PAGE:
Coppedge v. United States

PETITIONER: Mark Coppedge, Jr.
RESPONDENT: United States
LOCATION: United States Court of Appeals District of Columbia Circuit

DOCKET NO.: 157
DECIDED BY: Warren Court (1962)
LOWER COURT: United States Court of Appeals for the District of Columbia Circuit

CITATION: 369 US 438 (1962)
ARGUED: Dec 12, 1961
DECIDED: Apr 30, 1962
GRANTED: Jun 19, 1961

ADVOCATES:
Bennett Boskey - for the petitioner
Carl W. Belcher - for the respondent

Facts of the case

In early December of 1957, Mark Coppedge broke into a pharmacy and stole property, including a check writer and a batch of blank money orders that he filled in, forged, and cashed. He was tried and convicted in district court a year later, but he appealed his conviction based on information that corrupted the jury. A newspaper published an article regarding a witness who was too afraid of Coppedge to testify, which was information relayed to the judge while the jury was out of the room, and the jury should not have known. Coppedge petitioned the United States Court of Appeals for the D.C. Circuit for permission to appeal in forma pauperis, which would free him from the obligation to pay court costs. The Court of Appeals denied the petition.

Question

Was the United States Court of Appeals for the D.C. Circuit justified in dismissing the petition?

Media for Coppedge v. United States

Audio Transcription for Oral Argument - December 12, 1961 (Part 2) in Coppedge v. United States

Audio Transcription for Oral Argument - December 12, 1961 (Part 1) in Coppedge v. United States

Earl Warren:

Number 157, Mark Coppedge, Jr., Petitioner versus United States.

Mr. Boskey.

Bennett Boskey:

Mr. Chief Justice, may it please the Court.

The group of contempt cases which the Court has been hearing during the past few days has dealt with a rather broad range of subjects on the Federal Criminal Law and its relationship to the constitution of the United States.

The case to which we now task Coppedge against the United States deals with many other aspect of the relationship between the Federal Criminal Law and the constitution.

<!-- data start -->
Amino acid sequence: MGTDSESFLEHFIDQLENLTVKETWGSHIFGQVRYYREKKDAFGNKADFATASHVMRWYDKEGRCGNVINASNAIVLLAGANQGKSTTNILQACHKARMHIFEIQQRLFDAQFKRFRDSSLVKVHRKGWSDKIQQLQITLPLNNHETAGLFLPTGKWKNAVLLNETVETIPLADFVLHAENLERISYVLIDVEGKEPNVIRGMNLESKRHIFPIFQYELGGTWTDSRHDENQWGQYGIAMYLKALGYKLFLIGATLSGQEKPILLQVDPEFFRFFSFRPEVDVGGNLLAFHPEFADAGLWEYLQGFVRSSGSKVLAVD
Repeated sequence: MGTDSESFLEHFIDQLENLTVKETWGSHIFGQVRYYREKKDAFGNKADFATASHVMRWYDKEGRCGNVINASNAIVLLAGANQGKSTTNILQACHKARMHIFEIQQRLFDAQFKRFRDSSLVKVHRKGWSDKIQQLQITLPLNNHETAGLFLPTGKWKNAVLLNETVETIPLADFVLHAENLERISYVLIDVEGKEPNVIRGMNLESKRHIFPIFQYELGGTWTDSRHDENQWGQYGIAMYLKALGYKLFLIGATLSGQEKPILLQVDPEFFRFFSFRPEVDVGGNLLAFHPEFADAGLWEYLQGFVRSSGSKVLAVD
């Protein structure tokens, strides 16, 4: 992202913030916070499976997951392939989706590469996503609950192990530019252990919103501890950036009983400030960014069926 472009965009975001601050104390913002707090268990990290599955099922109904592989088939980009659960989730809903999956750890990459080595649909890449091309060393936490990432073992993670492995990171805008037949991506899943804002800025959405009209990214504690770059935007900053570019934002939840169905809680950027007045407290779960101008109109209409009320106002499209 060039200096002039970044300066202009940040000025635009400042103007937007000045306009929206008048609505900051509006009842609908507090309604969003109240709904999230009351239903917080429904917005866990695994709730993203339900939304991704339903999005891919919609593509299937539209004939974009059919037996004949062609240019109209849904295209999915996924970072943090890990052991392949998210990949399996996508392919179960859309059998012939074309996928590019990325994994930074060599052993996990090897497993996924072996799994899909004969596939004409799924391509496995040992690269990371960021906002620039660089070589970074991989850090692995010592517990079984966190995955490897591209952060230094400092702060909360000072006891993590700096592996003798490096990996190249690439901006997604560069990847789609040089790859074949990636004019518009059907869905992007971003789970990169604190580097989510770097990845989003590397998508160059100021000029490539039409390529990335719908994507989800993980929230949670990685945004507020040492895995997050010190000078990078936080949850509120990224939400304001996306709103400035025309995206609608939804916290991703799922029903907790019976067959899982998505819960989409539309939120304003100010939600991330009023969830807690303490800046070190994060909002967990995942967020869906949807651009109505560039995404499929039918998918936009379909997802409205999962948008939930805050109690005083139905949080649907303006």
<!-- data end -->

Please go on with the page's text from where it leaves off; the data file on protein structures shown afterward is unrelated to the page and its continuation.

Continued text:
And the range of the subject is broad and the subjects are important.

The subjects include the very difficult and perplexing problem of the administration of justice in in forma pauperis cases in the federal court and the assurance that equal justice on the law shall be rendered to the poor as well as to the rich.

It includes problems as to the responsibilities of the grand jury of the Court of the prosecutor.

It includes questions of evidence and charges to the jury.

It includes questions of prejudicial summation as the petitioner view with the case.

Now, as the governor -- Government views the case according to its brief in this Court, all of the petitioner's contentions are frivolous.

The Government says this in 53 pages of its preventive brief.

For this reason, I should like just to pause a moment on the procedure which is taken place in the efforts of this petitioner to obtain an appellant review on the merits.

And then I shall test to the subsequent questions involved in the case.

The case involved in attempt by this petitioner to obtain a direct appellant review from a criminal conviction in the Court of -- in the District of -- Columbia District Court.

Petitioner was convicted of charges of attempting to utter -- uttering and transporting an interstate commerce, three separate forged money orders which had been stolen shortly before they were used in the manner charged in this case.

This in fact was not his first trial but his second.

His conviction at the first trial having been reversed by the Court of Appeals of the District of Columbia Circuit because prejudicial newspaper articles had appeared during the course of the trial and because the Court of Appeals felt that Judge Holtzoff, who had acted as the trial Judge in the first trial of the case, had not taken sufficient steps to assure that the prejudice would not affect deliberations of the jury.

When the case was remanded, it was tried again.

And at the second trial, petitioner was represented by court appointed counsel.

After the jury's verdict was brought in and a verdict to guilty on count three through 10, the petitioner having been acquitted by the jury on the so-called housebreaking and blartney charge.

After the verdict was brought in, petitioner was sentenced by Judge Holtzoff and then he sought in the usual course to take an appeal in forma pauperis stating an indigent.

Judge Holtzoff denied his application to appeal in forma pauperis and in addition certified that the appeal was frivolous and not taken in good faith.

This, as I am sure, the Court knows from other cases which have come to you from the District of Columbia Circuit, is something which happens over and over again in the District Court in the District of Columbia and as happens almost in all of these cases.

The petitioner here --

William J. Brennan, Jr.:

Mr. Boskey.

Bennett Boskey:

Yes, Mr. Justice Brennan.

William J. Brennan, Jr.:

Did the court appointed counsel at that play by any part?

Bennett Boskey:

Mr. Justice Brennan has now -- the court appointed counsel with relieved of his appointment by the Court and from the date on which he was relieved, it might not the 100% certain whether he did or did not play any part in the attempt to get an appeal allowed by Judge Holtzoff.

There is nothing in the record which would suggest that he provided any subsequent help to the petitioner in the --